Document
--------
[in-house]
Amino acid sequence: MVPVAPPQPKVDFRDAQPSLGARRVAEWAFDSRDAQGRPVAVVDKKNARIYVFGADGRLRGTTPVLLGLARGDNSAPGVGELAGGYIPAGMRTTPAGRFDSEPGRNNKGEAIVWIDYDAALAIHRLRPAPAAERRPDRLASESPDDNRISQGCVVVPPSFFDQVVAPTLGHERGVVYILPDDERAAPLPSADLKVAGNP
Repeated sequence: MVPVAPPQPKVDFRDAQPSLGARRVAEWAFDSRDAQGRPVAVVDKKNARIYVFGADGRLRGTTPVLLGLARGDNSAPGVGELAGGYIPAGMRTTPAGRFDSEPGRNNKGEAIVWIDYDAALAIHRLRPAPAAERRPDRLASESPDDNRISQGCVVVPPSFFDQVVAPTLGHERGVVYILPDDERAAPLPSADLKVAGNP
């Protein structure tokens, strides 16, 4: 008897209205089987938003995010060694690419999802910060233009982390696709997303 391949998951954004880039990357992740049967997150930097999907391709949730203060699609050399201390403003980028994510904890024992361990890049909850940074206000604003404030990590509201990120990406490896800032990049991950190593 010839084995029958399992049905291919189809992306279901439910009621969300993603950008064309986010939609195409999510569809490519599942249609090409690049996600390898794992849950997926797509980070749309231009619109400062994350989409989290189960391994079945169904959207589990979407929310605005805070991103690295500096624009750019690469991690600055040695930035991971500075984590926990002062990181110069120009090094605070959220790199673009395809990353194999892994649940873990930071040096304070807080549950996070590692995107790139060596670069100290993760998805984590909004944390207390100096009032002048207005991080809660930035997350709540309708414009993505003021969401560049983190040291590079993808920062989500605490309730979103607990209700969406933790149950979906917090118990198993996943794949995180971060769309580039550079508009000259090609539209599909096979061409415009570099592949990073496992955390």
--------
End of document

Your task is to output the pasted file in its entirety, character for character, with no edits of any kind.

[in-house]
Amino acid sequence: MVPVAPPQPKVDFRDAQPSLGARRVAEWAFDSRDAQGRPVAVVDKKNARIYVFGADGRLRGTTPVLLGLARGDNSAPGVGELAGGYIPAGMRTTPAGRFDSEPGRNNKGEAIVWIDYDAALAIHRLRPAPAAERRPDRLASESPDDNRISQGCVVVPPSFFDQVVAPTLGHERGVVYILPDDERAAPLPSADLKVAGNP
Repeated sequence: MVPVAPPQPKVDFRDAQPSLGARRVAEWAFDSRDAQGRPVAVVDKKNARIYVFGADGRLRGTTPVLLGLARGDNSAPGVGELAGGYIPAGMRTTPAGRFDSEPGRNNKGEAIVWIDYDAALAIHRLRPAPAAERRPDRLASESPDDNRISQGCVVVPPSFFDQVVAPTLGHERGVVYILPDDERAAPLPSADLKVAGNP
């Protein structure tokens, strides 16, 4: 008897209205089987938003995010060694690419999802910060233009982390696709997303 391949998951954004880039990357992740049967997150930097999907391709949730203060699609050399201390403003980028994510904890024992361990890049909850940074206000604003404030990590509201990120990406490896800032990049991950190593 010839084995029958399992049905291919189809992306279901439910009621969300993603950008064309986010939609195409999510569809490519599942249609090409690049996600390898794992849950997926797509980070749309231009619109400062994350989409989290189960391994079945169904959207589990979407929310605005805070991103690295500096624009750019690469991690600055040695930035991971500075984590926990002062990181110069120009090094605070959220790199673009395809990353194999892994649940873990930071040096304070807080549950996070590692995107790139060596670069100290993760998805984590909004944390207390100096009032002048207005991080809660930035997350709540309708414009993505003021969401560049983190040291590079993808920062989500605490309730979103607990209700969406933790149950979906917090118990198993996943794949995180971060769309580039550079508009000259090609539209599909096979061409415009570099592949990073496992955390």